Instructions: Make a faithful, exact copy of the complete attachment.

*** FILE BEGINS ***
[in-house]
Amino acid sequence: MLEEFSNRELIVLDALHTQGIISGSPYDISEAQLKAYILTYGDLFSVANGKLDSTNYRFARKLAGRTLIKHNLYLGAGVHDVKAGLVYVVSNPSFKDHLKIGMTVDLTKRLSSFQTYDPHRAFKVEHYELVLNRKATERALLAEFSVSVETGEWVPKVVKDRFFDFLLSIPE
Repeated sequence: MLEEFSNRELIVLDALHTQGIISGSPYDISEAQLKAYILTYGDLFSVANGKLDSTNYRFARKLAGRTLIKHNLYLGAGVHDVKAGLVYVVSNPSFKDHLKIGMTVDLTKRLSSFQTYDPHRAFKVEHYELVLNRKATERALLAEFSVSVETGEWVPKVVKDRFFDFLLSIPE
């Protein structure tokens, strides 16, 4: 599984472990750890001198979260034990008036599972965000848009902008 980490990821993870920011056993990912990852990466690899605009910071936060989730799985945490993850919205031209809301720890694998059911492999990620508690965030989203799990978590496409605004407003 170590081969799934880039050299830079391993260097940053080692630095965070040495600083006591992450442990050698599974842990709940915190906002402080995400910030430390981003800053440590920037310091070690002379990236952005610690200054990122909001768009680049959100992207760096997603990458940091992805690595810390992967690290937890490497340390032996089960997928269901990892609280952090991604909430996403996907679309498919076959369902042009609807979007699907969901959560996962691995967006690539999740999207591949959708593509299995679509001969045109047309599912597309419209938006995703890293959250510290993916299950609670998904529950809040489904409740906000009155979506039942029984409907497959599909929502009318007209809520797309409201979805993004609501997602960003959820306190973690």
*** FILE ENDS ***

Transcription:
[in-house]
Amino acid sequence: MLEEFSNRELIVLDALHTQGIISGSPYDISEAQLKAYILTYGDLFSVANGKLDSTNYRFARKLAGRTLIKHNLYLGAGVHDVKAGLVYVVSNPSFKDHLKIGMTVDLTKRLSSFQTYDPHRAFKVEHYELVLNRKATERALLAEFSVSVETGEWVPKVVKDRFFDFLLSIPE
Repeated sequence: MLEEFSNRELIVLDALHTQGIISGSPYDISEAQLKAYILTYGDLFSVANGKLDSTNYRFARKLAGRTLIKHNLYLGAGVHDVKAGLVYVVSNPSFKDHLKIGMTVDLTKRLSSFQTYDPHRAFKVEHYELVLNRKATERALLAEFSVSVETGEWVPKVVKDRFFDFLLSIPE
């Protein structure tokens, strides 16, 4: 599984472990750890001198979260034990008036599972965000848009902008 980490990821993870920011056993990912990852990466690899605009910071936060989730799985945490993850919205031209809301720890694998059911492999990620508690965030989203799990978590496409605004407003 170590081969799934880039050299830079391993260097940053080692630095965070040495600083006591992450442990050698599974842990709940915190906002402080995400910030430390981003800053440590920037310091070690002379990236952005610690200054990122909001768009680049959100992207760096997603990458940091992805690595810390992967690290937890490497340390032996089960997928269901990892609280952090991604909430996403996907679309498919076959369902042009609807979007699907969901959560996962691995967006690539999740999207591949959708593509299995679509001969045109047309599912597309419209938006995703890293959250510290993916299950609670998904529950809040489904409740906000009155979506039942029984409907497959599909929502009318007209809520797309409201979805993004609501997602960003959820306190973690």